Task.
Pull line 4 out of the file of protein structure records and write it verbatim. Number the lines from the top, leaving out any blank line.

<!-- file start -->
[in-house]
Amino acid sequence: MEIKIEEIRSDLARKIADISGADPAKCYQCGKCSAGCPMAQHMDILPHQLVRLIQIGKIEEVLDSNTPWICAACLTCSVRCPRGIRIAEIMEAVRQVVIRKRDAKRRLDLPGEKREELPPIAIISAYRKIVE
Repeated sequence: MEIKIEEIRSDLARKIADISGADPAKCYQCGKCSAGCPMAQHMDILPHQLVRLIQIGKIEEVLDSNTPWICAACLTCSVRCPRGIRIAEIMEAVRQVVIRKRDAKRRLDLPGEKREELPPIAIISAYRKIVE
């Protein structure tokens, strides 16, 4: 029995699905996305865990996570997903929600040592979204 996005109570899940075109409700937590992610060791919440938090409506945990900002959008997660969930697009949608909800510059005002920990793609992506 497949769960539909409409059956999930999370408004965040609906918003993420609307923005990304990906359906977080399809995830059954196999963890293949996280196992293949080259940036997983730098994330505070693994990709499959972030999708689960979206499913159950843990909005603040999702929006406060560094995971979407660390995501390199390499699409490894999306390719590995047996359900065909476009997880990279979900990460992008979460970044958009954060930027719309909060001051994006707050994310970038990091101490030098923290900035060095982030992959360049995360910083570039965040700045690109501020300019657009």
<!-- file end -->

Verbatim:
């Protein structure tokens, strides 16, 4: 029995699905996305865990996570997903929600040592979204 996005109570899940075109409700937590992610060791919440938090409506945990900002959008997660969930697009949608909800510059005002920990793609992506 497949769960539909409409059956999930999370408004965040609906918003993420609307923005990304990906359906977080399809995830059954196999963890293949996280196992293949080259940036997983730098994330505070693994990709499959972030999708689960979206499913159950843990909005603040999702929006406060560094995971979407660390995501390199390499699409490894999306390719590995047996359900065909476009997880990279979900990460992008979460970044958009954060930027719309909060001051994006707050994310970038990091101490030098923290900035060095982030992959360049995360910083570039965040700045690109501020300019657009």